Cllr Susan Hall is Leader of the Conservative Group on Harrow Council

In the fallout from the General Election, much as been written as to why the result went the way it did – and why we are now celebrating the first majority Conservative Government in 18 years. Labour are keenly floating conspiracy theories about the media and blaming the Conservatives for what they call a ‘campaign of fear’ regarding the SNP – conveniently forgetting that Nicola Sturgeon was already talking about forming a ‘block’ against the Conservatives before Parliament had even dissolved.

The surge in UKIP support in many seats, coupled with the collapse of the Lib Dems, no doubt played a part in the result as well. However, call me old-fashioned but could the overriding reason not simply be because the Conservatives had the better policies, ideas and track record, and were more trusted than Labour to deliver what they promised?

This election result is one pollsters will be torn between forgetting in a hurry and learning from, with polls until the day itself showing Labour and the Conservatives almost neck and neck.

That’s what the headline numbers showed, at least. But beneath these numbers, there was a clear consensus that in many key policy areas, the Conservatives were comfortably ahead. What’s more, the way the questions tended to be asked placed a specific emphasis on the ability and trustworthiness of the parties to deliver what they promised.

Take the obvious example of safe handling of the economy – YouGov polled economic competence nine times in 2015; the Conservative lead over Labour was in double-digits throughout, and the week before the election the Conservatives led Labour by 40 per cent to 22 per cent.

In fact, across the nine policy areas YouGov polled – which included Labour favourites like housing and education – in the final survey the Conservatives had an accumulated lead of 30 points over Labour.

One policy area where the numbers may come as a surprise is Europe. With UKIP polling well throughout the campaign, it is perhaps not a shock that the trust and competence numbers were closer – but the data does not show the UKIP dominance one might expect.

On the campaign trail in Harrow, two issues came up frequently when I talking to residents on the doorstep; the first being a £75 brown bin ‘garden tax’ recently imposed by the local Council’s Labour administration. Despite over 3,500 signatures from residents against these plans, Labour pushed them through in their budget in February, and the charge will be in place by October. We have campaigned against this charge for many months, and it is a good example of how a contentious local government issue can support Westminster campaigning.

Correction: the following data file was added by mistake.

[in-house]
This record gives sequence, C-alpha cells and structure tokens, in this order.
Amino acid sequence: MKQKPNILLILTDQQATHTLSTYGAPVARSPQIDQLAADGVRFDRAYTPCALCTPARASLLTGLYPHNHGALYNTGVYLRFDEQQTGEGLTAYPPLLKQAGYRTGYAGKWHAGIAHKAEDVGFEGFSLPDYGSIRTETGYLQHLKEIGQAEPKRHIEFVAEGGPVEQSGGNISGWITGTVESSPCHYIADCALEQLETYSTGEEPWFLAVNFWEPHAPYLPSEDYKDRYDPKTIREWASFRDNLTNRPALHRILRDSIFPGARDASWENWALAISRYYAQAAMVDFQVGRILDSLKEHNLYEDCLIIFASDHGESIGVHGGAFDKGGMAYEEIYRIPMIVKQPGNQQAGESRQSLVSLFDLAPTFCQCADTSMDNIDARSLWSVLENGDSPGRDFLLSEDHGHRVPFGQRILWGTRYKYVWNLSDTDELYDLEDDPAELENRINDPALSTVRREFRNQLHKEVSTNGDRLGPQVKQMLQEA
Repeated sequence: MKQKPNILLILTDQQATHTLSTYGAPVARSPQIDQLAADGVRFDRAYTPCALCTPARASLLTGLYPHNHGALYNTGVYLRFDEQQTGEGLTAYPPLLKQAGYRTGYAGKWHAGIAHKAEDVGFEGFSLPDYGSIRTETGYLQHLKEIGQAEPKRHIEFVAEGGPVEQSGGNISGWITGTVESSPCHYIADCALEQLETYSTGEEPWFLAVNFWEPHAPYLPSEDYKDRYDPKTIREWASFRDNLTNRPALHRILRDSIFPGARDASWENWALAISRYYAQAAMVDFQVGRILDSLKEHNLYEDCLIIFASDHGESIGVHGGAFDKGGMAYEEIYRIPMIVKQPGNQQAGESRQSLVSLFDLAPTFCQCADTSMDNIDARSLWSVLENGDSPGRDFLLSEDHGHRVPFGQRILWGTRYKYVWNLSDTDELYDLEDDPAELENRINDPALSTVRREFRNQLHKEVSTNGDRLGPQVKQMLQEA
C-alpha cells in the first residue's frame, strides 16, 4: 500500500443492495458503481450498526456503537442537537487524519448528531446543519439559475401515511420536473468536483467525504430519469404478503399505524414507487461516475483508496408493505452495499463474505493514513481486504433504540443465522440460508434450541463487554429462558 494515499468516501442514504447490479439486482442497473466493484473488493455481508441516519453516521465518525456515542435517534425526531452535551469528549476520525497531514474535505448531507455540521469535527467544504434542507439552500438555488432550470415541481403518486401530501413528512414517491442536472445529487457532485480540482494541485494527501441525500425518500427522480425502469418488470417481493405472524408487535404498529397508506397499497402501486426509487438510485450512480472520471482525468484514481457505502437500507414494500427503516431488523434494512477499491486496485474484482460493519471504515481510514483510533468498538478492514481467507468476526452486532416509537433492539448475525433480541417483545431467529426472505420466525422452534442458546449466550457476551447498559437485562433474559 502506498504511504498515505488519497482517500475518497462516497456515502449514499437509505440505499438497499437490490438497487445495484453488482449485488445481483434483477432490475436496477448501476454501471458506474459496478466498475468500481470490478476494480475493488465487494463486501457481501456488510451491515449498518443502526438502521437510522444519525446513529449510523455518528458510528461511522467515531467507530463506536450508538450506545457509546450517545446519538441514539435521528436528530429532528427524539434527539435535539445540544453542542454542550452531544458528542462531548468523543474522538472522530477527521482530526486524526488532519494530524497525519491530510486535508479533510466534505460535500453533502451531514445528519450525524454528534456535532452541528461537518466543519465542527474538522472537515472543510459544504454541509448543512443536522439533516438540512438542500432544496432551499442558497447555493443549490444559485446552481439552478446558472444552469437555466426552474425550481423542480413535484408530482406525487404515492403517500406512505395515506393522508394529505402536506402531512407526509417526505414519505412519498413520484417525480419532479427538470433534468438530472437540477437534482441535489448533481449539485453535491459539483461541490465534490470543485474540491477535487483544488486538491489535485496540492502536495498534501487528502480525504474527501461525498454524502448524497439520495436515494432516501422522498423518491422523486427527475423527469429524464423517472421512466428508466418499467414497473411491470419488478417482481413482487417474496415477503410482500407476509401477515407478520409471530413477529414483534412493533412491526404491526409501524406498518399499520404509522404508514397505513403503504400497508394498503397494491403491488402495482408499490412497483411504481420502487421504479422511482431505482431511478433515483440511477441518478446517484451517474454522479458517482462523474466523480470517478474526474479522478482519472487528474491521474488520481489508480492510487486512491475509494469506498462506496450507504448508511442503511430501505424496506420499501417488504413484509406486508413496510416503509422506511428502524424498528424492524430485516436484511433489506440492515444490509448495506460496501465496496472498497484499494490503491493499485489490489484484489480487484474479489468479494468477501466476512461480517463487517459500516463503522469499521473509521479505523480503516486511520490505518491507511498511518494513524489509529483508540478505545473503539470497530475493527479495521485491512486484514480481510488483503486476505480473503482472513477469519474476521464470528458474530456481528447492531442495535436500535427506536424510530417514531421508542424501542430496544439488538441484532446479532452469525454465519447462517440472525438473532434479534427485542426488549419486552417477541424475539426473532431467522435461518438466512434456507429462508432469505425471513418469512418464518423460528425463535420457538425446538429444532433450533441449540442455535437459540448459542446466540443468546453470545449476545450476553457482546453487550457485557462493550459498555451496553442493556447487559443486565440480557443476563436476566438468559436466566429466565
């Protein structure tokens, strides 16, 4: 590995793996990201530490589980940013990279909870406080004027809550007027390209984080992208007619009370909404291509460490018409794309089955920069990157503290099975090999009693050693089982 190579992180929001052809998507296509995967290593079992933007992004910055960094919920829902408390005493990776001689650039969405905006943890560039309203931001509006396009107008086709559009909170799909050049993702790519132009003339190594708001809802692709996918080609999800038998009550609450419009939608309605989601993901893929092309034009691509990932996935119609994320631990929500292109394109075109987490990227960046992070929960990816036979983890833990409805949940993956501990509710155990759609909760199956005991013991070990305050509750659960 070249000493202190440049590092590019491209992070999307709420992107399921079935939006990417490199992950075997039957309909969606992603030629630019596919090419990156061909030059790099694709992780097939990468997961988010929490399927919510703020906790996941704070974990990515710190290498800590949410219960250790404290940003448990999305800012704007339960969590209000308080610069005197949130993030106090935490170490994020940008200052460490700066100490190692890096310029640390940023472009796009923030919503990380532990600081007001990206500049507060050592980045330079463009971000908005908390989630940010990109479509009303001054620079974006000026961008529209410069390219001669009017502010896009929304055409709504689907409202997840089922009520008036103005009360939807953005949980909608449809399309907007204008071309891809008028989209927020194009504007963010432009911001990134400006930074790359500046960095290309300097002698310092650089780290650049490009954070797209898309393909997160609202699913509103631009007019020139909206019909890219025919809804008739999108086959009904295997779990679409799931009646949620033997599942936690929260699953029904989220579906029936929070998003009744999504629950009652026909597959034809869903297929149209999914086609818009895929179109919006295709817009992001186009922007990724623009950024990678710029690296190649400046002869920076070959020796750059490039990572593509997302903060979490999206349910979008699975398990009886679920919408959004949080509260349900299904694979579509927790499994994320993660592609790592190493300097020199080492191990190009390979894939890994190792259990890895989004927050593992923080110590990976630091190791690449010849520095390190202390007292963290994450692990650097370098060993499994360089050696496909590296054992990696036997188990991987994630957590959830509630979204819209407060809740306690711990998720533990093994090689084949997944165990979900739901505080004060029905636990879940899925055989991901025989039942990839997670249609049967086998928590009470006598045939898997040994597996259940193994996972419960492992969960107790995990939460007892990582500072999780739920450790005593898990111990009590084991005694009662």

The other topic that came up a lot was Britain’s relationship with the EU, which is obviously quite a contrast from bin charges – but just as important to people for different reasons. The Conservative promise of an in/out referendum on our EU membership went down very well indeed when our Europe policy was questioned, particularly amongst those who hadn’t heard about it before. It seemed reassuring to many, and was a sign the Conservatives took the issue of Europe seriously.

This is borne out by much of the polling – a Lord Ashcroft poll from last November put the Conservatives 32 to 31 ahead of UKIP on protecting Britain’s interests in Europe, and an Opinium survey from February split the two 29 to 13. By the time the election rolled around things had tightened again somewhat, but the Conservative lead still held – IPSOS MORI showed the Conservatives 4 points ahead of UKIP just three weeks out from polling day. Of course many are in favour of Britain’s current relationship with Europe, with some wanting it to be closer still – but it is notable that amongst those with eurosceptic views, the Conservative lead still held.

I am very pleased that we will be getting the in/out referendum on Europe, and judging by the reporting of Monday’s meeting of the 1922 Committee, so are many Conservative MPs. It is a policy which allowed the Conservatives to more than stand their ground during the election campaign, despite the lure of euroscepticism that sits at the heart of UKIP.

The referendum will place a great degree of trust in the electorate, with them having trusted the Conservatives with a mandate to deliver it in the first place. And finally, it’s a policy which seemed popular in ways that may surprise – including the Labour voter who told me they wished Labour had offered a referendum in their manifesto. They will vote “in” when the time comes, but thought it an excellent policy to offer the British people their say once and for all.

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